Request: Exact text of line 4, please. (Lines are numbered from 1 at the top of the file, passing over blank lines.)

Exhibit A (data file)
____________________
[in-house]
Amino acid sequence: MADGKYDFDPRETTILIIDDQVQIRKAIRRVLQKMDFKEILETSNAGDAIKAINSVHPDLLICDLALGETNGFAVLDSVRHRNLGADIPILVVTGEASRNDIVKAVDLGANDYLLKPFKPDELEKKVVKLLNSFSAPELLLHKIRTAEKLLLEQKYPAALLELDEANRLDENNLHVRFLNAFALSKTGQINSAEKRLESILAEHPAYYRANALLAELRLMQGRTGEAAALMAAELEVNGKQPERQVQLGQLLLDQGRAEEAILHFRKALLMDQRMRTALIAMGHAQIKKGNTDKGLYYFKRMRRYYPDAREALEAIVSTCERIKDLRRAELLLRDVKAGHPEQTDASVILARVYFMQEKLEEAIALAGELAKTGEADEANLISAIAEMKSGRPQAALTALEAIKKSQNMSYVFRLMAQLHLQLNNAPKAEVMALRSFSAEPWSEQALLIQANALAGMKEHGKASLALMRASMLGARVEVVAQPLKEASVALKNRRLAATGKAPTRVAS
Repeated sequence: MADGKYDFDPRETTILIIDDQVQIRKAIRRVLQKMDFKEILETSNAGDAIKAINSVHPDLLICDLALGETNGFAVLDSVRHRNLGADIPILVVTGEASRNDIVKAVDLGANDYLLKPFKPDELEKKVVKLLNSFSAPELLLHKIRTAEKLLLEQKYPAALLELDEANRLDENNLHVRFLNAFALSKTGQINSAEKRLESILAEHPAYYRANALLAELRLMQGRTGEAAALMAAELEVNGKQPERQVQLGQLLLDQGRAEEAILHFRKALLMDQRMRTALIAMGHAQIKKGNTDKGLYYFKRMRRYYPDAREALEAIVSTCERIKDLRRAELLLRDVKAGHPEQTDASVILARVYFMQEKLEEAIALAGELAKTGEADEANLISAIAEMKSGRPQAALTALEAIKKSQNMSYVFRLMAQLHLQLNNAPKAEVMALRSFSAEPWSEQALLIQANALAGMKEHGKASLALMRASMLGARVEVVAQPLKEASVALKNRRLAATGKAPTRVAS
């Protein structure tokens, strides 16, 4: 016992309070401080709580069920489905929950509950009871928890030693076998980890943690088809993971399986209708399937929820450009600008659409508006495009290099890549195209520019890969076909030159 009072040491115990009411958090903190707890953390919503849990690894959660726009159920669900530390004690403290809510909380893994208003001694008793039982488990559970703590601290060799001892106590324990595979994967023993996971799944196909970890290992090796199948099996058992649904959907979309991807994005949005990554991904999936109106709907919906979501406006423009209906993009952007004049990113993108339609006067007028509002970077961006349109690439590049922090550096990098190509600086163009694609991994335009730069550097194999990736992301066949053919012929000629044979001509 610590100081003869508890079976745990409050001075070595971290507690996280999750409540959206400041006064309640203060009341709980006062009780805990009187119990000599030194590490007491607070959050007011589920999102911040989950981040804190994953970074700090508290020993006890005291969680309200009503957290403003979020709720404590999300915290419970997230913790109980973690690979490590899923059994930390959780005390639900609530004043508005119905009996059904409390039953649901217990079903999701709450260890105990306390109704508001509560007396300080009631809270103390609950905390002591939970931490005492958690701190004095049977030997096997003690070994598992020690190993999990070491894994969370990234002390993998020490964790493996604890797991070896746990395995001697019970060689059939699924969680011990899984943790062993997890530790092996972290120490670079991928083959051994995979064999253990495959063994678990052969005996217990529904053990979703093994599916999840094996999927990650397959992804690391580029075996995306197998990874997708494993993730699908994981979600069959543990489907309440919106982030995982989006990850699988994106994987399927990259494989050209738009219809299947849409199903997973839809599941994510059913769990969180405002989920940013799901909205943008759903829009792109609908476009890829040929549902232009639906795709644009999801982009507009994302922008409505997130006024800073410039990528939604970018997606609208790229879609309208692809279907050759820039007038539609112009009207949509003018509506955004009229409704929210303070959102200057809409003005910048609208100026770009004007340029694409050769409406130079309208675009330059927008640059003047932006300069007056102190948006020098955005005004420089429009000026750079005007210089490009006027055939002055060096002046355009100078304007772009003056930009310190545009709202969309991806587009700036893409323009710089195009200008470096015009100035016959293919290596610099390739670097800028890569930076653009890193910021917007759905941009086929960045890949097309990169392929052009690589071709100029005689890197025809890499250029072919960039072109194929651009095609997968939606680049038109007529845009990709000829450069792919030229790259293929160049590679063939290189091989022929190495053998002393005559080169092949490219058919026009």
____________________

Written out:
């Protein structure tokens, strides 16, 4: 016992309070401080709580069920489905929950509950009871928890030693076998980890943690088809993971399986209708399937929820450009600008659409508006495009290099890549195209520019890969076909030159 009072040491115990009411958090903190707890953390919503849990690894959660726009159920669900530390004690403290809510909380893994208003001694008793039982488990559970703590601290060799001892106590324990595979994967023993996971799944196909970890290992090796199948099996058992649904959907979309991807994005949005990554991904999936109106709907919906979501406006423009209906993009952007004049990113993108339609006067007028509002970077961006349109690439590049922090550096990098190509600086163009694609991994335009730069550097194999990736992301066949053919012929000629044979001509 610590100081003869508890079976745990409050001075070595971290507690996280999750409540959206400041006064309640203060009341709980006062009780805990009187119990000599030194590490007491607070959050007011589920999102911040989950981040804190994953970074700090508290020993006890005291969680309200009503957290403003979020709720404590999300915290419970997230913790109980973690690979490590899923059994930390959780005390639900609530004043508005119905009996059904409390039953649901217990079903999701709450260890105990306390109704508001509560007396300080009631809270103390609950905390002591939970931490005492958690701190004095049977030997096997003690070994598992020690190993999990070491894994969370990234002390993998020490964790493996604890797991070896746990395995001697019970060689059939699924969680011990899984943790062993997890530790092996972290120490670079991928083959051994995979064999253990495959063994678990052969005996217990529904053990979703093994599916999840094996999927990650397959992804690391580029075996995306197998990874997708494993993730699908994981979600069959543990489907309440919106982030995982989006990850699988994106994987399927990259494989050209738009219809299947849409199903997973839809599941994510059913769990969180405002989920940013799901909205943008759903829009792109609908476009890829040929549902232009639906795709644009999801982009507009994302922008409505997130006024800073410039990528939604970018997606609208790229879609309208692809279907050759820039007038539609112009009207949509003018509506955004009229409704929210303070959102200057809409003005910048609208100026770009004007340029694409050769409406130079309208675009330059927008640059003047932006300069007056102190948006020098955005005004420089429009000026750079005007210089490009006027055939002055060096002046355009100078304007772009003056930009310190545009709202969309991806587009700036893409323009710089195009200008470096015009100035016959293919290596610099390739670097800028890569930076653009890193910021917007759905941009086929960045890949097309990169392929052009690589071709100029005689890197025809890499250029072919960039072109194929651009095609997968939606680049038109007529845009990709000829450069792919030229790259293929160049590679063939290189091989022929190495053998002393005559080169092949490219058919026009």